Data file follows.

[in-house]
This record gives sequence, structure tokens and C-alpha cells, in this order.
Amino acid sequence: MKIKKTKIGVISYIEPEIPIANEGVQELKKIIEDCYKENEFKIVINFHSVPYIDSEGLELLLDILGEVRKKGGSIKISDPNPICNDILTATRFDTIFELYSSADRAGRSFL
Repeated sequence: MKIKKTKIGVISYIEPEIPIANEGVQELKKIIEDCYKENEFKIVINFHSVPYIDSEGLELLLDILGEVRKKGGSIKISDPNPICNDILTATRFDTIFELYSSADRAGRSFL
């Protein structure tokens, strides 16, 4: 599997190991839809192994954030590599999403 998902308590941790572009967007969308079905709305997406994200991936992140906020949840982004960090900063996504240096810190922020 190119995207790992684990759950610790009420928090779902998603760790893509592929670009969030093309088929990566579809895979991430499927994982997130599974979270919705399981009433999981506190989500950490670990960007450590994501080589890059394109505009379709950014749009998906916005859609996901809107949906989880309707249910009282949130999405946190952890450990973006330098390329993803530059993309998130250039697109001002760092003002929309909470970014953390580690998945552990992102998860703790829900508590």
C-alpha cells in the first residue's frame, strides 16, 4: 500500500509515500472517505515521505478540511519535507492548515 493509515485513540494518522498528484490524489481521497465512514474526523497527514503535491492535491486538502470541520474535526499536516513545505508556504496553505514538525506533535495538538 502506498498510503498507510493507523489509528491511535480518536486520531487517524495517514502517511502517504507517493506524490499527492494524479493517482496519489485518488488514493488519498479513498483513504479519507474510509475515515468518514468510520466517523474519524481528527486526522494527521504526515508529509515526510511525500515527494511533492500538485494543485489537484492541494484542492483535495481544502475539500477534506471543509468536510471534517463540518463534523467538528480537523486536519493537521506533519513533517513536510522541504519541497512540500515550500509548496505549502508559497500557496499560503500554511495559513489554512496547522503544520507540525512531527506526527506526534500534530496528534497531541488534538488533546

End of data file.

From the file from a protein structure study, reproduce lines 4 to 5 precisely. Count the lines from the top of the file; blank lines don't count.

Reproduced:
Repeated sequence: MKIKKTKIGVISYIEPEIPIANEGVQELKKIIEDCYKENEFKIVINFHSVPYIDSEGLELLLDILGEVRKKGGSIKISDPNPICNDILTATRFDTIFELYSSADRAGRSFL
């Protein structure tokens, strides 16, 4: 599997190991839809192994954030590599999403 998902308590941790572009967007969308079905709305997406994200991936992140906020949840982004960090900063996504240096810190922020 190119995207790992684990759950610790009420928090779902998603760790893509592929670009969030093309088929990566579809895979991430499927994982997130599974979270919705399981009433999981506190989500950490670990960007450590994501080589890059394109505009379709950014749009998906916005859609996901809107949906989880309707249910009282949130999405946190952890450990973006330098390329993803530059993309998130250039697109001002760092003002929309909470970014953390580690998945552990992102998860703790829900508590």